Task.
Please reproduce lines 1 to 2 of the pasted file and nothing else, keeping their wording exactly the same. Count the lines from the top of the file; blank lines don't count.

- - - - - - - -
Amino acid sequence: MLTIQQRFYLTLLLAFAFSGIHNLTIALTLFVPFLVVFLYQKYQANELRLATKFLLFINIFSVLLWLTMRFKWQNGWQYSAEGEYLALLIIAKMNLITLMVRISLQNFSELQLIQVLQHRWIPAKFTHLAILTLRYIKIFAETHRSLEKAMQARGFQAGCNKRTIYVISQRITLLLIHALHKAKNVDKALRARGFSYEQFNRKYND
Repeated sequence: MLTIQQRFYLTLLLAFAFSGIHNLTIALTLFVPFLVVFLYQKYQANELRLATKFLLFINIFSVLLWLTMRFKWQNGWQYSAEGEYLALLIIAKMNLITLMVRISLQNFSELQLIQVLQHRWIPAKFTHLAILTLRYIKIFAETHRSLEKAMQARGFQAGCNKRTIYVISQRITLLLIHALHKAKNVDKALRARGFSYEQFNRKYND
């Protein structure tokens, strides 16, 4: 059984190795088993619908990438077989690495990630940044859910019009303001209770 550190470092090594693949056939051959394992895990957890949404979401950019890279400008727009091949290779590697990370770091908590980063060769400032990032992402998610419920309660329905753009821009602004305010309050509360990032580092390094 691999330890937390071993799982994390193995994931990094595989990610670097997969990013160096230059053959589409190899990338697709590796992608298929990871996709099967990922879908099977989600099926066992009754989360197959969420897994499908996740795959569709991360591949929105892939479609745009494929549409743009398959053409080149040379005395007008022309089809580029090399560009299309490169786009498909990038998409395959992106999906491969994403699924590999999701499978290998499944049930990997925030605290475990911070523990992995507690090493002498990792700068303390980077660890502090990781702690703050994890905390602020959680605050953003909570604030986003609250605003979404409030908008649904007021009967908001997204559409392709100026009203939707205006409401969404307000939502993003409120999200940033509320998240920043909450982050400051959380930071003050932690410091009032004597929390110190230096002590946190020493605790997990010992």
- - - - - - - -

Amino acid sequence: MLTIQQRFYLTLLLAFAFSGIHNLTIALTLFVPFLVVFLYQKYQANELRLATKFLLFINIFSVLLWLTMRFKWQNGWQYSAEGEYLALLIIAKMNLITLMVRISLQNFSELQLIQVLQHRWIPAKFTHLAILTLRYIKIFAETHRSLEKAMQARGFQAGCNKRTIYVISQRITLLLIHALHKAKNVDKALRARGFSYEQFNRKYND
Repeated sequence: MLTIQQRFYLTLLLAFAFSGIHNLTIALTLFVPFLVVFLYQKYQANELRLATKFLLFINIFSVLLWLTMRFKWQNGWQYSAEGEYLALLIIAKMNLITLMVRISLQNFSELQLIQVLQHRWIPAKFTHLAILTLRYIKIFAETHRSLEKAMQARGFQAGCNKRTIYVISQRITLLLIHALHKAKNVDKALRARGFSYEQFNRKYND